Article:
Table Speech


Strategic Approaches to Promote Infrastructure Exports and Challenges Japan Faces

29 November, 2017

Mr. Tadashi Maeda
CEO, Executive Managing Director,
Japan Bank for International Cooperation


 I have been in charge of formulating strategies to promote infrastructure exports for several regimes, starting as Special Advisor to the DPJ (Democratic Party of Japan) cabinet. The current Abe administration has reinforced the strategies as we move into a new and unsettling geopolitical phase. The rise of China as well as the “America First” policy of the Trump administration could create a power vacuum in Northeast Asia. I believe infrastructure exports will serve as a linchpin to fortify connectivity towards stabilizing this region in the future. Today let me focus on our dialogue with the U.S.A. as it is of crucial importance to ensure their continued commitment to Asia.

 The U.S.-Japan Economic Dialogue was launched this April with the bilateral meeting between Japanese Finance Minister Taro Aso and U.S. Vice President Mike Pence. The two agreed to promote dialogue on three central issues of “Common Strategy on Trade and Investment Rules/Issues,” “Cooperation in Economic and Structural Policies” and “Sectoral Cooperation” in fields such as infrastructure investment and energy. In June, the Japanese Trade Minister Hiroshige Seko met the U.S. Energy Secretary Rick Perry to discuss bilateral cooperation on LNG (liquefied natural gas) to promote “sectoral cooperation” in the energy sector, which will enhance economic collaboration based on a new transparent scheme. In October, the Japanese Ministry of Economy, Trade and Industry hosted the LNG Producer-Consumer Conference where Japan pledged to provide 10 billion US dollars to joint public-private projects which will “supply LNG or build LNG infrastructure in Asia”. These successful negotiations led to the agreement in November 2017 by President Trump and Prime Minister Abe during the Summit Meeting in Tokyo to develop “Japan-U.S. Strategic Energy Partnership” within the framework of U.S.-Japan Economic Dialogue.

 Japan has become the world’s largest LNG importer, accounting for 40% of the total worth 90 million tons, as it has made dramatic moves into the LNG market since the Great East Japan Earthquake and the Fukushima nuclear power plant accidents that suspended operations of all the nuclear power plants. While the LNG market is forecasted to remain oversupplied for a while, strong growth in its import among emerging Asian economies will mean demand exceeds supply on a global scale as early as 2023. It requires a few years to lay the foundation and activate the energy-related infrastructure, such as terminals, storage facilities, pipelines and gas distribution networks. Not a few countries, including Japan, are working towards setting up an LNG trading hub and to invest in multiple elements of the gas value chain to be well-positioned to meet future consumption growth in Asia.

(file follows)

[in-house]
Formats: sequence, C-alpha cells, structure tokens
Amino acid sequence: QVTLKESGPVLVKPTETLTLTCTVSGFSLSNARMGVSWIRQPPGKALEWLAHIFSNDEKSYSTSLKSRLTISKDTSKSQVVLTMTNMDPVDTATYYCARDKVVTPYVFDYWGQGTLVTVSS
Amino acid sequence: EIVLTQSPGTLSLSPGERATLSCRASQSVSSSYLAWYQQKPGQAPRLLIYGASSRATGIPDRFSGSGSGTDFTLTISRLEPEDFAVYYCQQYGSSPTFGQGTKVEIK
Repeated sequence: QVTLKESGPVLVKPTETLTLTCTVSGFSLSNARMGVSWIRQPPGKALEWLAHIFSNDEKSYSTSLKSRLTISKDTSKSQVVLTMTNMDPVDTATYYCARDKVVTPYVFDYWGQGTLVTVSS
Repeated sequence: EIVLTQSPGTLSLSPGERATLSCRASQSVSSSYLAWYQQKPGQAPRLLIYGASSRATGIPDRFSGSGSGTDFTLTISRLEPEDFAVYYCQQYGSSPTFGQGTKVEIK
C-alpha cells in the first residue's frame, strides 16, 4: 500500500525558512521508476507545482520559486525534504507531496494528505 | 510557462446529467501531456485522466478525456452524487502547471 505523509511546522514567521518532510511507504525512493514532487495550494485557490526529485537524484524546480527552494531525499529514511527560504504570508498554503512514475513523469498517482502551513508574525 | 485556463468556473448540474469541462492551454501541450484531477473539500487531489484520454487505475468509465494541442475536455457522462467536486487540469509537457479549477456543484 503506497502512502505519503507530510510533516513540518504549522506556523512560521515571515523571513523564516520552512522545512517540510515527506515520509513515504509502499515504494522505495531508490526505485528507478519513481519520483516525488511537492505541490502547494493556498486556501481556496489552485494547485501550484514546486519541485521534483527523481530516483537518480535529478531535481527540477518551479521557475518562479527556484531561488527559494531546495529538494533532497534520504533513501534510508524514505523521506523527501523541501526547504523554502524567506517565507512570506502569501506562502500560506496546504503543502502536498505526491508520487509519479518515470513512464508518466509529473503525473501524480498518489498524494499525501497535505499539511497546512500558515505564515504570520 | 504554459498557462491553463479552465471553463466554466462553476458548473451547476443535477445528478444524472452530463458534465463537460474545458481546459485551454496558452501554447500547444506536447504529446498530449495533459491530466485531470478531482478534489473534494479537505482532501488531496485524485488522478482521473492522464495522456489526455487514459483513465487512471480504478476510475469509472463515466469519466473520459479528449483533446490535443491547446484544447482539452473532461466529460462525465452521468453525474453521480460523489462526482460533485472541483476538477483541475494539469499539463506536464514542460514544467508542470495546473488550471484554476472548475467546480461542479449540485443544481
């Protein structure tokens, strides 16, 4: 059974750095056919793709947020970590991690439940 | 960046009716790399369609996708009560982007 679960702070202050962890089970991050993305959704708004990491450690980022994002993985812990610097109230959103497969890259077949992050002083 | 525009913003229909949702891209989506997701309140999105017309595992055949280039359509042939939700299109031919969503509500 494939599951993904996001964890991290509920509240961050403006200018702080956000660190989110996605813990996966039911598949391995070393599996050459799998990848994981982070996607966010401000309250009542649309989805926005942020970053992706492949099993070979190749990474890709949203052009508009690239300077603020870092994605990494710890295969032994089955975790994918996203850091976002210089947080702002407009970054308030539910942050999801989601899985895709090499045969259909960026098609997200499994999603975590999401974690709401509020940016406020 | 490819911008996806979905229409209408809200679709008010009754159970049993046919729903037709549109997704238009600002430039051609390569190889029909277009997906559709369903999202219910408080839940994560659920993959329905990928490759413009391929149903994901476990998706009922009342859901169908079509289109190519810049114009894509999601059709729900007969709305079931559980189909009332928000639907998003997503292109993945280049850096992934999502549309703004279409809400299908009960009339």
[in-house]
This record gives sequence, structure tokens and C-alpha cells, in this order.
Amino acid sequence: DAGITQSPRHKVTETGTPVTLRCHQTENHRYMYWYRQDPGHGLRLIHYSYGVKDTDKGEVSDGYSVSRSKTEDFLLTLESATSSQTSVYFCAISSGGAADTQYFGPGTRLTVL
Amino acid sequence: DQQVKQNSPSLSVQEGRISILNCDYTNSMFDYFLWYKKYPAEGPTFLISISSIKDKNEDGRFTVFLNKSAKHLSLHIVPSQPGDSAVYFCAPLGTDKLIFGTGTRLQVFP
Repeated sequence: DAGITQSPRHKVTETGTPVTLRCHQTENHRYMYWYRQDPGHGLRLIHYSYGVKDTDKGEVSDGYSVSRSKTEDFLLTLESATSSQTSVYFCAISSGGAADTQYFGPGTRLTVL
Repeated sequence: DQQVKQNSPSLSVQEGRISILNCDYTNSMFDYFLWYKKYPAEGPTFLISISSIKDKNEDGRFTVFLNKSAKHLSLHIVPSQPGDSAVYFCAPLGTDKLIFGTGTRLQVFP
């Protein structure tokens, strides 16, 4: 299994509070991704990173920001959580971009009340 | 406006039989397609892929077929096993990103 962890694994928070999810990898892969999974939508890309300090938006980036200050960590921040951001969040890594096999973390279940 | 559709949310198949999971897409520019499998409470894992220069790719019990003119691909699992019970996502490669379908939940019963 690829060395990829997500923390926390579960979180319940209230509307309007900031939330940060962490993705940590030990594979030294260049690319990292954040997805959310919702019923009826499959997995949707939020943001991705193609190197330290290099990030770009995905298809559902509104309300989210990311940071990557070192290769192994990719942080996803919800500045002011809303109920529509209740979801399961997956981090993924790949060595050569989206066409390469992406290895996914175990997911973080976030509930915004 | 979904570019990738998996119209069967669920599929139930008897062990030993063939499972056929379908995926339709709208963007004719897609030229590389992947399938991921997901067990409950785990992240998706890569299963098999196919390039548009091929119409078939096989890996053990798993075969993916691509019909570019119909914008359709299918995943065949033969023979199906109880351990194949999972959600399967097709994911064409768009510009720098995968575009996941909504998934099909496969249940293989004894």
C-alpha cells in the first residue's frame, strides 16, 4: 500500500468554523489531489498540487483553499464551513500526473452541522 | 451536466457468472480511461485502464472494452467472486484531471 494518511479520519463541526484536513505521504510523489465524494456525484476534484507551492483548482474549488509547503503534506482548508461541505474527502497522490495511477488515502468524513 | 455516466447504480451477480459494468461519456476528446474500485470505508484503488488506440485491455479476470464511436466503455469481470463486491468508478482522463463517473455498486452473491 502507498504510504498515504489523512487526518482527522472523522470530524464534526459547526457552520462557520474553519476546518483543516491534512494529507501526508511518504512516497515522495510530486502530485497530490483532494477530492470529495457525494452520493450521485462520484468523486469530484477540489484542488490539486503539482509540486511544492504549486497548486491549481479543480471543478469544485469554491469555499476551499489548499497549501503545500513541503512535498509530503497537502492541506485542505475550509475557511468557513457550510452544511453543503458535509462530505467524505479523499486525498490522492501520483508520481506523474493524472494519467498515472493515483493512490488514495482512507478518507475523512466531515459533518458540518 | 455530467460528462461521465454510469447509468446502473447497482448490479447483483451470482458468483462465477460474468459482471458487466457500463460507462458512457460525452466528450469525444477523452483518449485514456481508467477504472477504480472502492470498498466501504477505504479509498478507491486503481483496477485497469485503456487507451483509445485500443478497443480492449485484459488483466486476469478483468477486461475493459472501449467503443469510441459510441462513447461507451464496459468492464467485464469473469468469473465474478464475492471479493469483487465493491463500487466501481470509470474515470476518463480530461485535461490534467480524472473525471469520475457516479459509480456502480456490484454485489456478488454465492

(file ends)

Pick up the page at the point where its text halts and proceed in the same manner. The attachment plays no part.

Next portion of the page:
Neighboring countries of Japan, South Korea and China, are investing extensively to secure a stable supply of LNG. The South Korean Government plans to increase LNG supplies from the Yamal LNG project in Russia, to be shipped eastwards along the Northern Sea Route. China propels its “One Belt, One Route” initiative to develop the land-based Silk Road Economic Belt and the sea-based Maritime Silk Road, focusing on connectivity and cooperation among Eurasian countries. The country has invested vast capital into various sources, including the BCIM (Bangladesh, China, India and Myanmar) Economic Corridor as well as the China-Pakistan Economic Corridor, to facilitate trade, link the economies of various countries and build up an extensive energy infrastructure. China has also led the creation of the Asian Infrastructure Investment Bank (AIIB) in 2016 which has an initial capital of 100 billion US dollars. To date, AIIB has approved loans for a modest number of 31 projects worth 3.5 billion US dollars, of which most are co-financed with other multilateral lenders such as the World Bank and the Asian Development Bank.

 The Japanese Government basically supports the “One Belt, One Route” initiative provided that 1) its infrastructure is fully accessible to all users, 2) it ensures transparent and fair procurement, 3) its projects are economically viable, and 4) loans are repayable and will not undermine financial soundness of the debtor economies. While China’s overseas infrastructure projects keep expanding rapidly, Japan has received a moderate number of orders. The Japan Bank for International Cooperation (JBIC), therefore, are now working in collaboration with the China Development Bank and the Export-Import Bank of China for information-sharing to avert the risk of default as well as seek potential joint-projects in third countries. The Abe Administration has also taken different measures to improve relationships with Russia. JBIC has established a 1-billion-dollar Russia-Japan Investment Fund jointly with the Russian Direct Investment Fund to reinforce economic cooperation between the two countries. JBIC has also signed a Memorandum of Understanding with the Overseas Private Investment Cooperation, a self-sustaining U.S. Government Agency, to formulate a framework to ensure further engagement of Japan and the U.S.A with Asian countries which have an enormous geopolitical significance. Let me highlight that today, OPIC President and CEO Mr. Washburne is having a tripartite meeting with U.S. President Advisor Ms. Ivanka Trump and Prime Minister of India Mr. Modi in Hyderabad, India. I strongly believe that such reinforcement of relationships among Japan, U.S.A. and India will have a positive impact on the geopolitical stability in the region and be beneficial to promote infrastructure exports from Japan.